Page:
Storm Damage: How to Tell If It’s a Flood Claim or a Wind Claim
Following a storm of any kind, your property can experience wind, flood damage or both, resulting in serious losses to both the exterior and interior of your home or business.
Determining which type of claim to file and for what can be difficult. Sometimes water intrusion is a direct result of wind, while other times water damage is a result of flooding. A wind claim is generally when wind causes damage to the property either by direct physical damage or by wind-driven rain. Flooding is considered an overflowing of a large amount of water beyond its normal confines, especially over what is normally dry land.
Storm Wind and Water Damage
During a windstorm, such as a tropical storm, hurricane or tornado, damage can be caused both to the interior and exterior of your property. Storms that create excessive wind, hail, or even flooding can create significant damage, and strong winds can cause roof damage, or cause trees and other debris to damage the structure of your property. This damage can allow water to enter your property and cause further damage.
Interior water damage can be seen in ceilings and walls, but also in floors, kitchen cabinets, and contents (furniture and clothing) in the property. If left unfixed, water damage can cause serious problems such as mold and decay.
Wind-related water damage is generally covered under your homeowners insurance policy. In today’s policies, we often see wind damage excluded unless a “covered peril” (the wind) damages the property causing an opening in a roof or wall through which the rain or wind-driven water enters. Of course, the insurance company does not define what is meant with “an opening.” In my experience, even the smallest opening, like damage to a shingle roof’s membrane, is considered “an opening” if caused by wind, hail, or debris and trigger’s coverage if water enters through such opening. When inspecting your roof, look for curling, loss of granulation, and missing or broken shingles. On flat roofs look for cracks, tears, bubbles, or blisters. Also look at your flashing, soffits, fascia, gutters, and chimneys for damage. Always look in the attic for water leaks such as water stains, peeling paint, or wet rafters. However, the insurance company will likely tell you the damage was not covered as the wind “did not cause an opening”. All my cases start with the insurance company saying no. Please don’t let them have the last word in your case.
Storm water damage may be covered in your homeowner’s policy if:
- The cause of the water damage was wind-driven rain, hail, wind-driven debris or falling rain that leaked through a hole or opening in the roof, soffit, or wall.
- The damage was not caused by what your homeowner’s policy has defined as a “flood” or an otherwise excluded peril or cause for the damage.
- A separate, additional rider or surplus policy was purchased that includes flood damage.
Flood insurance is a separate insurance policy from your homeowners insurance. If you don’t have a flood insurance policy, your property is not covered for flood damage. While homeowner’s policies cover water damage to some degree, flooding is not covered. Flood damage is when a large amount of water overflows beyond its normal confines. This can be due to a storm surge, tidal wave, river flood, or flash flood, when water rises due to wind or rain. Flood insurance will be required for damage that is a result of poor drainage, sudden rainfall, overflow of tidal or inland waters, or mudflow.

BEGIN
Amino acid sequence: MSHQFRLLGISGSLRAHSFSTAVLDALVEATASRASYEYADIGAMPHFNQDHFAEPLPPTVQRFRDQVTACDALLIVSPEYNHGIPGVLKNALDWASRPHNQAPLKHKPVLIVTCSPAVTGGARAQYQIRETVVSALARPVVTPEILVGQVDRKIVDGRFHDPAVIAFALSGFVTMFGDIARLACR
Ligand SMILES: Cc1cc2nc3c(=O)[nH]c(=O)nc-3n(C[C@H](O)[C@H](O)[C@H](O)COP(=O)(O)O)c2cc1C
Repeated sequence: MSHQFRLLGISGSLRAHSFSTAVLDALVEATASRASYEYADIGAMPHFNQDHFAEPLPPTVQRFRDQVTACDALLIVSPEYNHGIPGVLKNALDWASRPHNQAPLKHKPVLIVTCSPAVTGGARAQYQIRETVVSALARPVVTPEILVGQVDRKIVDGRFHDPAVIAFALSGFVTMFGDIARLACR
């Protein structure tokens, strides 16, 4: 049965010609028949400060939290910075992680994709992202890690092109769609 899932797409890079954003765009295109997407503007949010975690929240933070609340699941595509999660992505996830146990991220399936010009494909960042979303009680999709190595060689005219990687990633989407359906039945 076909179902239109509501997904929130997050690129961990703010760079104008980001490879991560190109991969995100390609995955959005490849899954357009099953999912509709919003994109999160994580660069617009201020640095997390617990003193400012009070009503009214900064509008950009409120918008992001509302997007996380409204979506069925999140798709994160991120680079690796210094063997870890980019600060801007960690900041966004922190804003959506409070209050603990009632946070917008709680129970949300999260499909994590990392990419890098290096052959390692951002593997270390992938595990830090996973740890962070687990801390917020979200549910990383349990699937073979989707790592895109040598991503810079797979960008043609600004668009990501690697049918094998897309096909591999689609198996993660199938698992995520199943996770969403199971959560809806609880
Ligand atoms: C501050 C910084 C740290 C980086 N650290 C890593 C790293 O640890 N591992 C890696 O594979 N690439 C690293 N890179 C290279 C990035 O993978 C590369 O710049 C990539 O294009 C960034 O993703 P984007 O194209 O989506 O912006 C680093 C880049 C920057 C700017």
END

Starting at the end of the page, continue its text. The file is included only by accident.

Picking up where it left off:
What You Need to Do
When you have water or wind damage caused by a storm, first you need to contact your insurance company to file a claim. Your insurance agent should be able to tell you the terms of your policy, what is covered, and what might not be covered and help you contact the insurance company. They should also be able to help schedule an adjuster to visit your property to inspect the damage, answer your questions, and help you on the path to recovery. Due to the extensive damages from both Hurricane Irma and Hurricane Harvey, an insurance adjuster may be delayed a few days to over a week.
Locating the source and reason for the damage is imperative to determining the claim that needs to be filed. Water damage that was the result of wind or storm damage should be filed with your homeowners insurance company for repair or replacement costs. Damage caused by flood should be reported to your flood insurance company. Sometimes both wind and flood claims should be filed simultaneously due to overlapping damages.
It is important to report any damage from winds or water to your insurance company quickly. Many insurance companies have a strict timeline in which a loss must be reported or they are automatically denied.
When dealing with roof damage, some insurance companies will deny coverage if your property had an older roof claiming “wear and tear” as the cause for the damage. However, even if your roofing system was old, or if it was not leaking prior to the storm, it is covered the same as a new roof. The insurance company did not issue a homeowners insurance policy to cover only “new” roofs. Please never take a “no” or “not covered” for the final answer. You can dispute your insurance company’s decision on coverage or amount offered for your damages.
If your property has been damaged as a result of a recent storm and your claim has been underpaid, delayed or denied, it is important to contact an experienced insurance attorney to review your policy and claim file. We may be able to determine if the loss should be covered and that you are entitled to additional funds. I take all my insurance cases on a contingency basis so you don’t pay me unless I recover additional money on your behalf. Please contact us for a free consultation on water, wind, or flood damage claim.